International Sponsorship Research

Ellen L. Bloxsome, Mark R. Brown, Nigel K. Ll. Pope, and Kevin E. Voges


It is characteristic of subdisciplines in advertising that they commence their entry into the literature on two fronts. The first is commentary regarding how large the phenomenon is, generally in the form of expenditure figures. The second is a claim of how new and exciting it is, often with comments about how it establishes a new paradigm. This is as true of sponsorship as it is of other areas such as product placement, social advertising, and the World Wide Web. Eventually, after initial euphoria, we find that the shiny, new toy is not only older than we thought, but that it is explainable in terms of existing theory and the larger body of knowledge. This is true of sponsorship research.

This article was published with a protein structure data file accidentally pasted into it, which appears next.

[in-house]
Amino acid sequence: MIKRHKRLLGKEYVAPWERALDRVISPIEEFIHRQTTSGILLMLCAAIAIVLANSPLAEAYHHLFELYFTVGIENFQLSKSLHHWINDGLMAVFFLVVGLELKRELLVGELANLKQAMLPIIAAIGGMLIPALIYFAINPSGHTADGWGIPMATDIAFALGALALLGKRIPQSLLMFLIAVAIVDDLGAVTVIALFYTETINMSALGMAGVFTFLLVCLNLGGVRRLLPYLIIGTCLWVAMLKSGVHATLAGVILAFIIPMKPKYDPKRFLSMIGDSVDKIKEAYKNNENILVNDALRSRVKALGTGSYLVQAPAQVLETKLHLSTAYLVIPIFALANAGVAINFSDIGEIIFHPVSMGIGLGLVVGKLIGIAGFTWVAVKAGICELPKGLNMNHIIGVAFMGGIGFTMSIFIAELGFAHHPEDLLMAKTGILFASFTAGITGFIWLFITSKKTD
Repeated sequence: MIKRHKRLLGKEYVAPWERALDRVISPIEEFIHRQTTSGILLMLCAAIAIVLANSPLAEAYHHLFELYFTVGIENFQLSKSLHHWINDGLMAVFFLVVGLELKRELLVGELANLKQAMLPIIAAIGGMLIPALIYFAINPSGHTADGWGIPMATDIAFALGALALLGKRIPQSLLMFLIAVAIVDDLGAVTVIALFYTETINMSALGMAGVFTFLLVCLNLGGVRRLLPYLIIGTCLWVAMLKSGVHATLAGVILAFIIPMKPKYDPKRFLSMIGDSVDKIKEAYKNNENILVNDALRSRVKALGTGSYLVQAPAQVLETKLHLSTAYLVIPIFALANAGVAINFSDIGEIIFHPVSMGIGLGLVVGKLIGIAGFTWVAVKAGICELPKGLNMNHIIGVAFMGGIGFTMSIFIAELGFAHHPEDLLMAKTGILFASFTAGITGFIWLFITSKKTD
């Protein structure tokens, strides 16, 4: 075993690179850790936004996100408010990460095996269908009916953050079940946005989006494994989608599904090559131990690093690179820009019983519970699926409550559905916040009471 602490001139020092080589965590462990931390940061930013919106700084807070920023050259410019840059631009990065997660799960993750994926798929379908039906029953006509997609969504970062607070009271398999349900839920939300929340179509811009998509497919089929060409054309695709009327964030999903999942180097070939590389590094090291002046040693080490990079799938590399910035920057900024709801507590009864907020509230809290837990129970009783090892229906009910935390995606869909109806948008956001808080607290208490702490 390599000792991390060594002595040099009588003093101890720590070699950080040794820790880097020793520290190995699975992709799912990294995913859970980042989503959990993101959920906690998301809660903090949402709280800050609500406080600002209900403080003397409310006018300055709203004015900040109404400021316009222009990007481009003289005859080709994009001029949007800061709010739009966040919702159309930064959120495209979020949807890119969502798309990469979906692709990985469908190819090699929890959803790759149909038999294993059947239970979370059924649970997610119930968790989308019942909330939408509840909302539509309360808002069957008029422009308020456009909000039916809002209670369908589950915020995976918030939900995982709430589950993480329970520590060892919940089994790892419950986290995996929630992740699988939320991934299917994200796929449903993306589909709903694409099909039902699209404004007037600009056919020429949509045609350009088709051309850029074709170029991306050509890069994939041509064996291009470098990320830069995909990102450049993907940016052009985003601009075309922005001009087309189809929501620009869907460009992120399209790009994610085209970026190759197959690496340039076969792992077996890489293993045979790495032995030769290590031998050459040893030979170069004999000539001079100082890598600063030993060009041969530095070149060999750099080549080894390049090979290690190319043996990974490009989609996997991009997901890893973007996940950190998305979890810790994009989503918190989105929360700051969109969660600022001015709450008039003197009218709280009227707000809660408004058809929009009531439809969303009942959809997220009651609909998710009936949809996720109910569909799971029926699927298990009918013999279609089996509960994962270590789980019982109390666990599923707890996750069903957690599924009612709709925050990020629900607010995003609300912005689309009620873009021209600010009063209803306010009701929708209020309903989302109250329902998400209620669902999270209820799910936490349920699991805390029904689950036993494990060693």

In this chapter we present current sponsorship research within the context of theory. First, we identify common sponsorship objectives. This is a normal starting point in the development of the literature. We place these objectives in the context of the hierarchy of effects, which is followed by a more detailed evaluation of sponsorship research that discusses the means of measuring achievement of objectives. In this review, key theories that explain the achievement of sponsorship objectives are identified. Importantly, we then examine the developing area of how sponsorship works in the consumer’s mind.

Sport sponsorship is not treated as a particular case within the sponsorship ...

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